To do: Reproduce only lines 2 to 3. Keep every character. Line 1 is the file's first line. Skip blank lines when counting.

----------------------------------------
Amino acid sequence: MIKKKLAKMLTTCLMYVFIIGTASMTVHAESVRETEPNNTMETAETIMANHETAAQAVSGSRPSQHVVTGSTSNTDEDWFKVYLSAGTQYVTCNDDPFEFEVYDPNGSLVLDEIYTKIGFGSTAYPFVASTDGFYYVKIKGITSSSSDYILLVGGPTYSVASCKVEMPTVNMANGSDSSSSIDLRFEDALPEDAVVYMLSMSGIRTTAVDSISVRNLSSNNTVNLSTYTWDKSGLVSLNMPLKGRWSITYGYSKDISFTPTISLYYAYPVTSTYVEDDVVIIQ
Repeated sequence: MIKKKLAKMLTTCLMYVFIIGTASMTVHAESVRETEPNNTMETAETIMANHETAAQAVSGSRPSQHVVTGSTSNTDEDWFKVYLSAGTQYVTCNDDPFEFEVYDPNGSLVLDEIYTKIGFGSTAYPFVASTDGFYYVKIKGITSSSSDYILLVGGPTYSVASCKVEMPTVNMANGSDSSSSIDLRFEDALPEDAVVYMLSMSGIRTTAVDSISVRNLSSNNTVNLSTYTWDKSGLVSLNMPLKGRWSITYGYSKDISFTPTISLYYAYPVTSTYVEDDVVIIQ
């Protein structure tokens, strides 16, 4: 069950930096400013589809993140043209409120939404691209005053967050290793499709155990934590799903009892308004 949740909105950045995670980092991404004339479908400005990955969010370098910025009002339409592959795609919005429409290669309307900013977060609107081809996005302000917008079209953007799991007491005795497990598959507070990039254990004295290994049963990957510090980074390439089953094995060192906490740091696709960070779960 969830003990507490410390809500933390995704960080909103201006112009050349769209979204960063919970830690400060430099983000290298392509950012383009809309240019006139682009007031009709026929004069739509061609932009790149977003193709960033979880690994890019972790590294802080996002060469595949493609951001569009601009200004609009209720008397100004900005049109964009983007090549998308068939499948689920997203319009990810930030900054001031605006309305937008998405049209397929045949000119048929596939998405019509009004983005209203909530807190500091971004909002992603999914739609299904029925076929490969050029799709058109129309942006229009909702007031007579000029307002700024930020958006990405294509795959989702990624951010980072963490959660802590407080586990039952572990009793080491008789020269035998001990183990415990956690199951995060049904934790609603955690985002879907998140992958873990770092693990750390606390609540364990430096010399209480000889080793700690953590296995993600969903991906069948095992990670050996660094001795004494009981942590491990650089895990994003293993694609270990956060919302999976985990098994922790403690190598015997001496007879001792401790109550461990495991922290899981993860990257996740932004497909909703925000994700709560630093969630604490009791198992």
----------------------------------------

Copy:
Repeated sequence: MIKKKLAKMLTTCLMYVFIIGTASMTVHAESVRETEPNNTMETAETIMANHETAAQAVSGSRPSQHVVTGSTSNTDEDWFKVYLSAGTQYVTCNDDPFEFEVYDPNGSLVLDEIYTKIGFGSTAYPFVASTDGFYYVKIKGITSSSSDYILLVGGPTYSVASCKVEMPTVNMANGSDSSSSIDLRFEDALPEDAVVYMLSMSGIRTTAVDSISVRNLSSNNTVNLSTYTWDKSGLVSLNMPLKGRWSITYGYSKDISFTPTISLYYAYPVTSTYVEDDVVIIQ
């Protein structure tokens, strides 16, 4: 069950930096400013589809993140043209409120939404691209005053967050290793499709155990934590799903009892308004 949740909105950045995670980092991404004339479908400005990955969010370098910025009002339409592959795609919005429409290669309307900013977060609107081809996005302000917008079209953007799991007491005795497990598959507070990039254990004295290994049963990957510090980074390439089953094995060192906490740091696709960070779960 969830003990507490410390809500933390995704960080909103201006112009050349769209979204960063919970830690400060430099983000290298392509950012383009809309240019006139682009007031009709026929004069739509061609932009790149977003193709960033979880690994890019972790590294802080996002060469595949493609951001569009601009200004609009209720008397100004900005049109964009983007090549998308068939499948689920997203319009990810930030900054001031605006309305937008998405049209397929045949000119048929596939998405019509009004983005209203909530807190500091971004909002992603999914739609299904029925076929490969050029799709058109129309942006229009909702007031007579000029307002700024930020958006990405294509795959989702990624951010980072963490959660802590407080586990039952572990009793080491008789020269035998001990183990415990956690199951995060049904934790609603955690985002879907998140992958873990770092693990750390606390609540364990430096010399209480000889080793700690953590296995993600969903991906069948095992990670050996660094001795004494009981942590491990650089895990994003293993694609270990956060919302999976985990098994922790403690190598015997001496007879001792401790109550461990495991922290899981993860990257996740932004497909909703925000994700709560630093969630604490009791198992």